This amendment is aimed at helping to achieve higher quality recyclates in the UK.
All organisations involved in waste collection are now required to establish separate collection for paper, metal, plastic and glass, as long as this is what is necessary to achieve high quality recycling and it is technically, environmentally and economically practicable (TEEP) to collect the four materials separately.
Separating materials for recycling helps avoid contamination and ensures that they can be recycled to a higher standard, creating more valuable products and more opportunities for manufacturers to make use of the materials.
Environment Agency – “Our aim is to help collectors to achieve compliance, but to be robust with those who deliberately ignore their obligations”
Whilst the regulations set separate collection as the default position, they don’t prohibit the use of mixed or commingled collections of paper, metal, plastic and glass as long as it results in a similar quantity of high-quality recyclates, to that achievable by separate collection, or if separate collection isn’t TEEP.
In a draft briefing note, which confirms how it will be overseeing the requirement to separately collect recyclable materials, as set out under the English and Welsh Waste Regulations, the by the Environment Agency states: “From January 2015 we will start to apply the regime. We will ask operators to supply information on their current collection methods by 31 March 2015 and we will maintain a database to update that information.
“Our aim is to help collectors to achieve compliance, but to be robust with those who deliberately ignore their obligations.”
A Waste Regulations Routemap was unveiled in April 2104 to help support local authorities in assessing their compliance with the new waste regulations.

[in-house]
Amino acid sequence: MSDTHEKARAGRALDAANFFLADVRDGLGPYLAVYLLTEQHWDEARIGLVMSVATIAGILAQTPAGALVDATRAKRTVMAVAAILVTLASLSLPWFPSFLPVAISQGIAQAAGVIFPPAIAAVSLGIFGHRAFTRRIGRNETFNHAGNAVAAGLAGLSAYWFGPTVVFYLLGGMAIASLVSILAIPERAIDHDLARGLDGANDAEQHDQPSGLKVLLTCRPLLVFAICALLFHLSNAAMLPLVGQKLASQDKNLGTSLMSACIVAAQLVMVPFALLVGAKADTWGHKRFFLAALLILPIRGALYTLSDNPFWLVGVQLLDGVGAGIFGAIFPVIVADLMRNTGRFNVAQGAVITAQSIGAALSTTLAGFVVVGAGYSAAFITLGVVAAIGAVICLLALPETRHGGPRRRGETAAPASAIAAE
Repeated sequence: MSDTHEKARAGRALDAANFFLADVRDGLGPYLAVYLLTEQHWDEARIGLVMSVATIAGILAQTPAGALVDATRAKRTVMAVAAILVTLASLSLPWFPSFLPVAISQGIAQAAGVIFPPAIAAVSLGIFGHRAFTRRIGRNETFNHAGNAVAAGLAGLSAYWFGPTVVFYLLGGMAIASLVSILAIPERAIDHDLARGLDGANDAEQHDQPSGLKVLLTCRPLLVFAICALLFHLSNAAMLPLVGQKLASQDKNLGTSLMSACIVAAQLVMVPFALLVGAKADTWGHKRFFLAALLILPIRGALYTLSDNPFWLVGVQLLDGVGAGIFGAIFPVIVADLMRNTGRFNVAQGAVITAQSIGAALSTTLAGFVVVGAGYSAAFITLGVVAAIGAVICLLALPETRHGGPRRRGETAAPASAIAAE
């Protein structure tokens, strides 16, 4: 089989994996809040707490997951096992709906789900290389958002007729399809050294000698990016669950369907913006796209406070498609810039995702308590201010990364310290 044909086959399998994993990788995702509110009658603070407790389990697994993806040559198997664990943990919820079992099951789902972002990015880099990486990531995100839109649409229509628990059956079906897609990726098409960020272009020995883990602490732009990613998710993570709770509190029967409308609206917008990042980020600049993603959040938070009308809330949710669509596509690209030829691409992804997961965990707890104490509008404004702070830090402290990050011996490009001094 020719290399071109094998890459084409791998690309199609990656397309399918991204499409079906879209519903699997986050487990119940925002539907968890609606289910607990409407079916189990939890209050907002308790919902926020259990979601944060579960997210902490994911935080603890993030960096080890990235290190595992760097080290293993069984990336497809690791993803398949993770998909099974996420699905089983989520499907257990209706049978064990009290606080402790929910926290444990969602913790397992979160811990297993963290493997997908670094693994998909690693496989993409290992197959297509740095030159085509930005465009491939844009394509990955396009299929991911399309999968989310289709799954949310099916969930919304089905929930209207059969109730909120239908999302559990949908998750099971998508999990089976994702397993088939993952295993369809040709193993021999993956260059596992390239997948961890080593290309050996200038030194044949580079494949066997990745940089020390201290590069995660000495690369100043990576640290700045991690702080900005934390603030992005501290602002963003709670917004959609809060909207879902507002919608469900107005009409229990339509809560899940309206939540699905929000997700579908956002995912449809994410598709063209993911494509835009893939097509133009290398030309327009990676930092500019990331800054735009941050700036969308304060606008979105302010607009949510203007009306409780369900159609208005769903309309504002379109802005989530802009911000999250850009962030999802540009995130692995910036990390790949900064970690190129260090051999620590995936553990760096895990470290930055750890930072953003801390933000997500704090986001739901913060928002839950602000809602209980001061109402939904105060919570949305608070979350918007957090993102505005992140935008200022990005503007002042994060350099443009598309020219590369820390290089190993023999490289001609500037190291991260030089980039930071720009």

The Routemap was unveiled by a working group comprising members of local authority waste networks (coordinated through the Waste Network Chairs), the London Waste and Recycling Board (LWARB) and WRAP.
The Route Map provides important information on the regulations relevant to separate collections of recyclable waste.
The document is not guidance, according to the working group, but instead addresses the key questions that local authorities will need to consider when considering whether or not their service meets these requirements and, where necessary, in assessing TEEP.
The Routemap was been published in response to Defra announcing that it would not issue further guidance (See CIWM Journal Online story) on the subject of TEEP.
“In the absence of official Defra guidance, this ‘Routemap’ could be a useful support tool for local authorities when assessing whether their collection arrangements satisfy the legal requirements and to assist with future decision-making,” CIWM’s chief executive Steve Lee said at the time of the Routemap’s launch.
“It offers the opportunity for local authorities to carry out their assessments in a consistent way that will stand up to scrutiny, and a common framework for those who wish to work together and share approaches.